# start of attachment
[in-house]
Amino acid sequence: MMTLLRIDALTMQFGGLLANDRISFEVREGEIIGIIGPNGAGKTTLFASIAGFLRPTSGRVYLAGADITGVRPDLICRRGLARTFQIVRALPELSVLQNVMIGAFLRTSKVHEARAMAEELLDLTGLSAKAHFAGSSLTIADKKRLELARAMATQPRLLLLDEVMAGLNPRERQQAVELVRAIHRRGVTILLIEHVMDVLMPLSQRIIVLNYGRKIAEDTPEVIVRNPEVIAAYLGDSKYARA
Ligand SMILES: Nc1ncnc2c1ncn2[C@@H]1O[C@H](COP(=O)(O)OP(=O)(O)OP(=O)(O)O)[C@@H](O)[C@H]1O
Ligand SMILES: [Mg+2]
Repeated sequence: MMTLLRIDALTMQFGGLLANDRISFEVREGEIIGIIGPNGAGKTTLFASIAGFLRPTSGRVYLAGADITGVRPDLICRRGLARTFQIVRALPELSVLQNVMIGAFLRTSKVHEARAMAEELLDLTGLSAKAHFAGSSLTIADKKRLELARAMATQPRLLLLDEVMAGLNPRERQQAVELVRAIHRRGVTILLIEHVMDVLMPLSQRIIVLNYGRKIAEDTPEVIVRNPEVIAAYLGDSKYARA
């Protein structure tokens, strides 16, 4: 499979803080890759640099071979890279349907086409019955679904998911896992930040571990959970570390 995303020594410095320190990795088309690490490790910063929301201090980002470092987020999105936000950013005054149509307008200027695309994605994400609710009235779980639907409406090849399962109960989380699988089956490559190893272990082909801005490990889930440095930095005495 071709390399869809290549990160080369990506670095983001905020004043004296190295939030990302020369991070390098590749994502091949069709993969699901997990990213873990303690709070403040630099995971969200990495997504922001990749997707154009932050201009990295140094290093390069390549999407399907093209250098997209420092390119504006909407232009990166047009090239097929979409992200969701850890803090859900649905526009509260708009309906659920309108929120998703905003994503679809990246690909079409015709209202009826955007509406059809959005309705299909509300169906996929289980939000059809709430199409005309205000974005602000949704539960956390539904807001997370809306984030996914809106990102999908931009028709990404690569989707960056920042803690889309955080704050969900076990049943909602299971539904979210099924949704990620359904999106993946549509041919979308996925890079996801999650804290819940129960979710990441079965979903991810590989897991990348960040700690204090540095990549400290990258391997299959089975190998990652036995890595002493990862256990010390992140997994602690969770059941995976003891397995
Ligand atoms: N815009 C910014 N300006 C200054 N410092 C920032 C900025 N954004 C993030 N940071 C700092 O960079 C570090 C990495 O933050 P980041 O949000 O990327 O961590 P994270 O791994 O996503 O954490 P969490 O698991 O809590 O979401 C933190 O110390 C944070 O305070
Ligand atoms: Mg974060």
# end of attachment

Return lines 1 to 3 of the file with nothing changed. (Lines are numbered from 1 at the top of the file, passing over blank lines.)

[in-house]
Amino acid sequence: MMTLLRIDALTMQFGGLLANDRISFEVREGEIIGIIGPNGAGKTTLFASIAGFLRPTSGRVYLAGADITGVRPDLICRRGLARTFQIVRALPELSVLQNVMIGAFLRTSKVHEARAMAEELLDLTGLSAKAHFAGSSLTIADKKRLELARAMATQPRLLLLDEVMAGLNPRERQQAVELVRAIHRRGVTILLIEHVMDVLMPLSQRIIVLNYGRKIAEDTPEVIVRNPEVIAAYLGDSKYARA
Ligand SMILES: Nc1ncnc2c1ncn2[C@@H]1O[C@H](COP(=O)(O)OP(=O)(O)OP(=O)(O)O)[C@@H](O)[C@H]1O